WASHINGTON, DC — U.S. Senator Bob Casey (D-PA), Chairman of the U.S. Congress Joint Economic Committee (JEC), released the following statement after the announcement that GDP increased 1.8 percent in the first quarter of 2011:
“The economy is growing, but not as fast as it needs to. It’s clear from the new GDP data that Congress must stay focused on creating private sector jobs and promoting economic growth.
“Today’s GDP number shows that the recovery which began in the third quarter of 2009 continues. However, the pace of economic growth slowed in the first quarter and is below what is needed to make sustained progress reducing the unemployment rate. Slower growth in exports and personal consumption and a significant increase in imports contributed to the slower overall growth in the quarter. The moderate GDP growth is a reminder that the recovery remains fragile and we need to do more to boost job creation.
“I am concerned to see that export growth was weaker than in recent quarters. As Chair of the JEC, I will examine policies which continue to promote American manufacturing and help American companies sell their products abroad. I’ll also work to ensure that our manufacturers are not harmed further by unfair trade practices, including Chinese currency manipulation.”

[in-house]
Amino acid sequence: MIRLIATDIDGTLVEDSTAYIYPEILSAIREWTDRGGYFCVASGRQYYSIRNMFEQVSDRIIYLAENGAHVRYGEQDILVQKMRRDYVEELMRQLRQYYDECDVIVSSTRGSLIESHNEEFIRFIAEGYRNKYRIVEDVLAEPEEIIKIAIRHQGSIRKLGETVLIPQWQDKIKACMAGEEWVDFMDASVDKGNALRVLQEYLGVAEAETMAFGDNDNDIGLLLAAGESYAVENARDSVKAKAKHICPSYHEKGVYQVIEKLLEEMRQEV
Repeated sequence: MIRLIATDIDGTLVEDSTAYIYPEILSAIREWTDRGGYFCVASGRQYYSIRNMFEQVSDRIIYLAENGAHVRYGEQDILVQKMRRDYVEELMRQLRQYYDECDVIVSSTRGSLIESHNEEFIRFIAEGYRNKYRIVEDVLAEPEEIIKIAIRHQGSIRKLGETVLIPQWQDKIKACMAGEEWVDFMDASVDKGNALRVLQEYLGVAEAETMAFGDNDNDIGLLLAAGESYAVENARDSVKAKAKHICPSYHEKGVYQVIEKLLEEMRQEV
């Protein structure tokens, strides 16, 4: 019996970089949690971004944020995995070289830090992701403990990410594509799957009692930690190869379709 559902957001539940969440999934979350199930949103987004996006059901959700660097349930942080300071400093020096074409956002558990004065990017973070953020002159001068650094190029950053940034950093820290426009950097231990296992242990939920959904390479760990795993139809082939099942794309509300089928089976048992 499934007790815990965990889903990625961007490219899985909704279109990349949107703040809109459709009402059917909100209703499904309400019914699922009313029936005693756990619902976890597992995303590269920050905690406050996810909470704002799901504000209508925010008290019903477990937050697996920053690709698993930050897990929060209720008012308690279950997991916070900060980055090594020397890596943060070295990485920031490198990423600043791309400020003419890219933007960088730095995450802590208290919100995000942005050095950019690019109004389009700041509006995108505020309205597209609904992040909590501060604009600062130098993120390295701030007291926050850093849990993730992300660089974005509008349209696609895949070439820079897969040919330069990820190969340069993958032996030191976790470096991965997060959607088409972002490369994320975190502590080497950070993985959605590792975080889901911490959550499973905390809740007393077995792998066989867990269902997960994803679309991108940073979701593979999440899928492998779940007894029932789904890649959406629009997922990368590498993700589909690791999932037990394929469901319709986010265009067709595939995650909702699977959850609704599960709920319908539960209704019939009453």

Highlights from the quarter include:
• Personal consumption increased 2.7 percent in the first quarter, down from a 4.0 percent increase in the fourth quarter.
• Exports of goods and services grew 4.9 percent in the first quarter, compared with an 8.6 percent increase in the fourth quarter.
• Imports of goods and services increased by 4.4 percent in the first quarter, after declining by 12.6 percent in the fourth quarter.
• Final sales of domestic product (GDP less change in private inventories) – increased 0.8 percent in the first quarter, compared with a 6.7 percent increase in the fourth quarter.
Note: All numbers are adjusted for inflation.
The Joint Economic Committee, established under the Employment Act of 1946, was created by Congress to review economic conditions and to analyze the effectiveness of economic policy.